As the BFI kicks off its Russian season, Alexei Popogrebsky talks about his Fellini phase.

“We’re not the new barbarians. I do not expect any breakthroughs from this generation of Russian filmmakers. Hopefully great, artistic films, but not any breakthroughs.”

So said Alexei Popogrebsky, the director of the acclaimed Koktebel and How I Ended The Summer, to help launch the British Film Institute (BFI)’s Kino: Russian Film Pioneers season in London on Tuesday.

Knocking back vivid purple beetroot shooters and tucking into delicious, possibly Russian-inspired potato and blue cheese ravioli, Popogrebsky clarified his statement. “The Russian directors working now are part of a continuation, a tradition,” he said, explaining his own love since childhood for the French Nouvelle Vague, particularly Francois Truffaut as well as Soviet-era films such as The Maxim Trilogy. I saw 8 1/2 when I was seven and a half,” he adds of his Fellini phase.  

It is this tradition the BFI is celebrating with its remarkable six-month love letter to Russian cinema. Two years in the making, the three-part season will include Kino (May-June), showcasing Soviet films such as Abram Room’s 1927 comedy Bed And Sofa, banned in the UK for years thanks to its depiction of a love triangle and a mention of abortion, and Sergei Eisenstein’s Ivan The Terrible, apparently inspired (visually, in part) by Walt Disney’s Willie The Whale (Eisenstein loved Disney films); Kosmos (July and August), a salute to Soviet sci-fi films of the 1950s and 1960s; and Sokurov (November and December), the first UK retrospective of the work of the renowned Aleksandr, which will included the spell-binding Russian Ark and his dictator series.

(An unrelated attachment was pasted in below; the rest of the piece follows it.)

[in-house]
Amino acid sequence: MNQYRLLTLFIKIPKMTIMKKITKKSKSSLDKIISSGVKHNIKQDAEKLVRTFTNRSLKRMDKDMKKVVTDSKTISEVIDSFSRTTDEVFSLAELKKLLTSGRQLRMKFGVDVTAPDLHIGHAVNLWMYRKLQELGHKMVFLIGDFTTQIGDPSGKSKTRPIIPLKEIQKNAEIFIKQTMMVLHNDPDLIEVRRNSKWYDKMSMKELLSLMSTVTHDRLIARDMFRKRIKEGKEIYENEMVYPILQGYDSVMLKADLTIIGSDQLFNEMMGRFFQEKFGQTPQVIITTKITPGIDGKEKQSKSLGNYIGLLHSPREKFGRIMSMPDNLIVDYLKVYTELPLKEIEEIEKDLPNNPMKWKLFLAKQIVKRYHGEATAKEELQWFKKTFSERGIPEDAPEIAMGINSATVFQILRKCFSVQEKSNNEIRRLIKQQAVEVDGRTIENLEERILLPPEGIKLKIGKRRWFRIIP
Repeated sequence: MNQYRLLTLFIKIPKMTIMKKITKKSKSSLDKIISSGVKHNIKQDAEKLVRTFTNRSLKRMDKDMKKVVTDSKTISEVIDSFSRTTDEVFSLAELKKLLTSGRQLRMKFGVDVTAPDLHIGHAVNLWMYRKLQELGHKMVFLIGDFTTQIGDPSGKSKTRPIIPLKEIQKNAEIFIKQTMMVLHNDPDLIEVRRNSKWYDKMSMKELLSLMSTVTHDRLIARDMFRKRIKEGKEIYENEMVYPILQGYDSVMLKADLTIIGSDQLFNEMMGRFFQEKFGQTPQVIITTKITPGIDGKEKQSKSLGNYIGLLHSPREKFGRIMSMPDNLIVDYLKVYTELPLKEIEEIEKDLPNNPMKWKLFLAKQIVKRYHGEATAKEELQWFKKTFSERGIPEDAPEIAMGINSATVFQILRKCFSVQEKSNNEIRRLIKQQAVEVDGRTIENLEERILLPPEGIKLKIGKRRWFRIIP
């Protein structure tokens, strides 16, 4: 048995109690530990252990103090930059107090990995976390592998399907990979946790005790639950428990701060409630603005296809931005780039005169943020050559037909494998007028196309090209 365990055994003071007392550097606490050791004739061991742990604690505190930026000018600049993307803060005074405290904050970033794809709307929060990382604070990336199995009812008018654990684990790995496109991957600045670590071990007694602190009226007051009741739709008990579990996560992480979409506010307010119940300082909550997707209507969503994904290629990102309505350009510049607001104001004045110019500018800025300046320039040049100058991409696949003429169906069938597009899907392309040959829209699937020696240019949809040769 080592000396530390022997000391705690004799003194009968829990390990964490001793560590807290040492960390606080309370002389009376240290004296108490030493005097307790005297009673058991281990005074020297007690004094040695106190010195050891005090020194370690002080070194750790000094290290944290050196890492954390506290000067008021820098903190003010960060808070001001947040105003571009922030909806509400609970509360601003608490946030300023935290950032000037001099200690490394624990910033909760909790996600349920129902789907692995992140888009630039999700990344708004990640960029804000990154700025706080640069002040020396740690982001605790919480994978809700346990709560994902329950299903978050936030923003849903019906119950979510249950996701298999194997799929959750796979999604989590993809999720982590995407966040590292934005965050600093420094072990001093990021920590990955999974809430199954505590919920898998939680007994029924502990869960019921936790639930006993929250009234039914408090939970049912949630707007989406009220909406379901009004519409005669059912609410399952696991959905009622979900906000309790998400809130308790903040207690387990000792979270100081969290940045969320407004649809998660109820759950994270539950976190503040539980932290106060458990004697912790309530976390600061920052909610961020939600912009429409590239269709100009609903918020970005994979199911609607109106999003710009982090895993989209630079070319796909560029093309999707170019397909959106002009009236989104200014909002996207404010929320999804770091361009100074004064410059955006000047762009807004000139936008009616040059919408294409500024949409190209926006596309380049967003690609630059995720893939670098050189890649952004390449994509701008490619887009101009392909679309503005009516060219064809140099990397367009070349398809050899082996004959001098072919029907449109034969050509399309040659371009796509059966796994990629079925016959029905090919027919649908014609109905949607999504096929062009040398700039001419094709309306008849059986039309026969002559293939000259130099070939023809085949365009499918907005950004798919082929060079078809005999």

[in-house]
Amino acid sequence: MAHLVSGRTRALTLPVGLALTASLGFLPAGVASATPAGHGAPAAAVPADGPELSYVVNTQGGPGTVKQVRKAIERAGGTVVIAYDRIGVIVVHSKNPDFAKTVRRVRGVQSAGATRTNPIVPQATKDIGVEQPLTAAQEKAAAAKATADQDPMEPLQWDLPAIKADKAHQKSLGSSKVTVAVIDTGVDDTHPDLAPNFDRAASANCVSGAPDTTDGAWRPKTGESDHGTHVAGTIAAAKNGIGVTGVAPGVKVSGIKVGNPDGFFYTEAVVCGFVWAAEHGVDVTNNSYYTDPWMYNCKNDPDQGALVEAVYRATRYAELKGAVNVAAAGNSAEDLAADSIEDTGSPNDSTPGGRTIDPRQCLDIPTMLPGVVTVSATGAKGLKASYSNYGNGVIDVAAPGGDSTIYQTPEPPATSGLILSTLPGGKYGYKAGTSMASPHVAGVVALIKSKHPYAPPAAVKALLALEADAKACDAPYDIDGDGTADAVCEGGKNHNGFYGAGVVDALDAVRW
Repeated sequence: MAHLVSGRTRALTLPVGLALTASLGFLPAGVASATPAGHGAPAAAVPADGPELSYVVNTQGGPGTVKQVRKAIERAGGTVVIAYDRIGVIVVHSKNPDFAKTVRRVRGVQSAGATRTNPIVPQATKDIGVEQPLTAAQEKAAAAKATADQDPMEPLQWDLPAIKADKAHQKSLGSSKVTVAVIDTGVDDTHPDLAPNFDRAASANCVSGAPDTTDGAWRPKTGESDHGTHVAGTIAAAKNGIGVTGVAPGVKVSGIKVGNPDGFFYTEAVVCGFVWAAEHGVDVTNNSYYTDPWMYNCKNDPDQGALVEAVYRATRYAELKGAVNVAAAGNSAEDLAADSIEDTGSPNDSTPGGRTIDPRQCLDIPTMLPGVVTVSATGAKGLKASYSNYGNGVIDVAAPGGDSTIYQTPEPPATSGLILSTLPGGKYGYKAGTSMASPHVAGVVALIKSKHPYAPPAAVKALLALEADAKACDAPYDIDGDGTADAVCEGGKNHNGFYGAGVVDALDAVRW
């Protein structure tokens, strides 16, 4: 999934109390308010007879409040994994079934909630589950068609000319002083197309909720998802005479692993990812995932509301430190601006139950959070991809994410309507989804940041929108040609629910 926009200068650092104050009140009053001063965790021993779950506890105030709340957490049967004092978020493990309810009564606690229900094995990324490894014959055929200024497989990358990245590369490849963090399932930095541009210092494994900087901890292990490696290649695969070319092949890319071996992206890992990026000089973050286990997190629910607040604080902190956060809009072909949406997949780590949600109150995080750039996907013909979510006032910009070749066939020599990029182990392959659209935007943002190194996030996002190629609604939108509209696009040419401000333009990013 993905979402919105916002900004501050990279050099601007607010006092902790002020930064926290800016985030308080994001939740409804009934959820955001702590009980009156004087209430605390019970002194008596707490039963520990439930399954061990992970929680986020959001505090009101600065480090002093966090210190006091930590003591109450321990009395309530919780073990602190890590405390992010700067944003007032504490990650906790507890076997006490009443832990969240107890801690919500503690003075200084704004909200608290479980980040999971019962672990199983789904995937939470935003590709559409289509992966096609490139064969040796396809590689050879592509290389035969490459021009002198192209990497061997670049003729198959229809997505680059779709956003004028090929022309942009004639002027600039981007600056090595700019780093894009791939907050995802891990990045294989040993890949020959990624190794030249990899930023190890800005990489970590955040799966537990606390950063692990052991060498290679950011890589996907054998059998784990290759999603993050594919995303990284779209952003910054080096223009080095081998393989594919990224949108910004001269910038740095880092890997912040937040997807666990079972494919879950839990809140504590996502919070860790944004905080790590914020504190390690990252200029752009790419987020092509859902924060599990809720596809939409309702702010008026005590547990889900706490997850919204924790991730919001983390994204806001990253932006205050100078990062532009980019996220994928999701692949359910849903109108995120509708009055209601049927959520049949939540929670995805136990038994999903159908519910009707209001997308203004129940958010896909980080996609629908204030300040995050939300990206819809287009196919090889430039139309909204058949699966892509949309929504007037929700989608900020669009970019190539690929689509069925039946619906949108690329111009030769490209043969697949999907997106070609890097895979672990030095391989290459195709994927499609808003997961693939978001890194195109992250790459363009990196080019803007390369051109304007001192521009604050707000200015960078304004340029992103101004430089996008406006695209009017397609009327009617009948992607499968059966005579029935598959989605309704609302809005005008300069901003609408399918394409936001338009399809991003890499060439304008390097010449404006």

“Are we commemorating the past or bringing some of the best films that have ever been made to a new audience?” mused film professor and historian Ian Christie, one of the curators of the season. “Obviously I think we are doing the second as much as the first.”